You probably also want a pair of mics picking up the stage sound for the non-mic's performers. These can be flown from the lighting rig, or on stands in front of the first row of the audience (obvious issues there with sight lines and audience interference potential. If the mics are being used for sound reinforcement in house, you have to worry about feedback from the front of house system. If they are purely for recording, then no problem.

Other alternatives for stage mics are boundary layer (or 'mouse') mics on the front lip of the stage (on foam to reduce the noise of feet).

Make sure you know what Phantom Power is, and which mics do (and don't) need it.

superuser2
May 3, 2008, 05:04 PM
Alright, well, I found out we're getting a good load of stuff, but the invoice didn't give model numbers. Still, though, I can get out of math to watch/help with setup...

There are no wireless microphones, but eight wired ones (on 50' cables with stands). We'll probably have four or five of them in front of the stage for the singers to walk up to or project to, and use individual mics wherever we can. My biggest worry, though, is some acts that have two rows of people and the people in the back need to be heard. How would you handle this?

I don't have any hanging mics nor do I have wireless mics, so I'm not sure what to do, other than tell them to project really well...

hakukani
May 3, 2008, 09:24 PM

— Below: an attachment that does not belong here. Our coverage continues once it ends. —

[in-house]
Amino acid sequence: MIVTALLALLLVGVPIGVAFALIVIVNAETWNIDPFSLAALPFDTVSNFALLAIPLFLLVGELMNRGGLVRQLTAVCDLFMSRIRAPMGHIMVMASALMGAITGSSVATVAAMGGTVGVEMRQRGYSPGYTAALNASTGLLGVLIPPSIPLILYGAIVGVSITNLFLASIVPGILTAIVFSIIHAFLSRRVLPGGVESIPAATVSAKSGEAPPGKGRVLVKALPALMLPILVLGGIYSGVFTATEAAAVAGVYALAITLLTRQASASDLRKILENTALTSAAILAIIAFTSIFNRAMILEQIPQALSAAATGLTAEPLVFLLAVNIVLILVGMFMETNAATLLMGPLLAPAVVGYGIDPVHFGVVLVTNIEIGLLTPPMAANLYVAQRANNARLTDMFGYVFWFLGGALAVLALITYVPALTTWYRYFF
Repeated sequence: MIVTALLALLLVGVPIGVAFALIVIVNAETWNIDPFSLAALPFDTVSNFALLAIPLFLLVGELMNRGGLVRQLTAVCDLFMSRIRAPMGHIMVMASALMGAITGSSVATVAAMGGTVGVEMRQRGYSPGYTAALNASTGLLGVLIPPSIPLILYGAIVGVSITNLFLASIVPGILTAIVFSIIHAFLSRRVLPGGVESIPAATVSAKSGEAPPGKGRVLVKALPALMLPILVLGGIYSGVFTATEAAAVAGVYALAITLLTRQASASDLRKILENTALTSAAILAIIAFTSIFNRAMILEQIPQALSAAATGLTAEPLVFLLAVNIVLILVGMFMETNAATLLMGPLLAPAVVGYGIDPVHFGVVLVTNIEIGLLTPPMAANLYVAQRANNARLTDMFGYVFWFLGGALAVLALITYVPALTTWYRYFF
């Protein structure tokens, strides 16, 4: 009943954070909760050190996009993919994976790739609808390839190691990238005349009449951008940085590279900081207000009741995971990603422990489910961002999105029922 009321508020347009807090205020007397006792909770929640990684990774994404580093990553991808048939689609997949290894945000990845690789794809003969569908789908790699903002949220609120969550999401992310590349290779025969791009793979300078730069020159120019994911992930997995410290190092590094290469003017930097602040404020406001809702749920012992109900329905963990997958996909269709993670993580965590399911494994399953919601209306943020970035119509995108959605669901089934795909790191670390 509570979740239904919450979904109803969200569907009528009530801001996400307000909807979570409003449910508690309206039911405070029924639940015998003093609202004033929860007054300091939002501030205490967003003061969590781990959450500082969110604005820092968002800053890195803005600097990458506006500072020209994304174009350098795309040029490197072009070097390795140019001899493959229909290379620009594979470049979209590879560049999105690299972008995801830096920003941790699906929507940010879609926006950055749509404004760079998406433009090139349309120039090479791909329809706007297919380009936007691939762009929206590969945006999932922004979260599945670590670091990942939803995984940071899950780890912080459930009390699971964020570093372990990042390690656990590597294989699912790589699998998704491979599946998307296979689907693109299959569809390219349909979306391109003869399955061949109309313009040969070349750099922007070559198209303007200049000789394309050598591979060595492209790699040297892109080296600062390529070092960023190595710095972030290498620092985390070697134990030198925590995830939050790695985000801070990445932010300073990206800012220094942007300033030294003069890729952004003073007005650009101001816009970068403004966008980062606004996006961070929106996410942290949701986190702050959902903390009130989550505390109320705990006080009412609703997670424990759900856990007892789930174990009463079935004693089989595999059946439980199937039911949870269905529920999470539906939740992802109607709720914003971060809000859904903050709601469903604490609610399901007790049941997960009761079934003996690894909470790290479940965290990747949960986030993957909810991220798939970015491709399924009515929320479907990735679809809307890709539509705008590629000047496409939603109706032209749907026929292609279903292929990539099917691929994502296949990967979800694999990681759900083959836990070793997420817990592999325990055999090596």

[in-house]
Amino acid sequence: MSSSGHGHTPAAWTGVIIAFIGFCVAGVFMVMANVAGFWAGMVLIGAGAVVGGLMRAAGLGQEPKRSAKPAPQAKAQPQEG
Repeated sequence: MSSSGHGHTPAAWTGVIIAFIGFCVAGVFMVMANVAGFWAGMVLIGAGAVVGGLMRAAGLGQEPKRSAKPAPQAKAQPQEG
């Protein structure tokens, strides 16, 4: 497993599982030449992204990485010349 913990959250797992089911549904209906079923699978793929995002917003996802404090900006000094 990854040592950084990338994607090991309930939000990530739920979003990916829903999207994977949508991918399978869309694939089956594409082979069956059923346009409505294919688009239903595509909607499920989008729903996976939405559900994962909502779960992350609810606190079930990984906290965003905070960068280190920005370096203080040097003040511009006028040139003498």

If you are not using wireless mics, your best choice is to use Crown PCC -160 (phase coherent cardioid) microphones. They are a boundary mic that you place on the lip of the stage. Three across the front of the stage, with one at stage center will probably be sufficient.

Hanging mics usually sound bad and just don't work, because of timing issues between the mic elements, and distance. The human voice is surprisingly directional, and micing from above doesn't buy you much gain before feedback.

Musical theater is one of the most difficult sound jobs in the world, and this is exacerbated by the fact that most amateur companies end up making sound the lowest priority.

(BTW, the best place for wireless lavs is not clothing. The best place is to mount the mic in the middle of the forehead, at the hairline and eq'ing to sound natural (boost of 3-6dB at 4 to 5KHz). If you can't mount there, then the best place is just over or under the ear. The theory being that the mic moves with the actor's head, and mic-to-mouth distance stays fairly consistent.)

Break a leg on the show. I wish you well.

superuser2
May 4, 2008, 10:30 AM
OK.

I will have 8 omnidirectional mics. Should I see if I can change that?

I'm kinda thinking I want to change all or some of them to SM58s. Would that work from a few feet away?

Is there something that would pick up a lot of the stage but not the audience? (What you suggested probably wouldn't work as this is a rental stage that I doubt we can attach stuff to.)

hayd93
May 4, 2008, 02:46 PM
OK.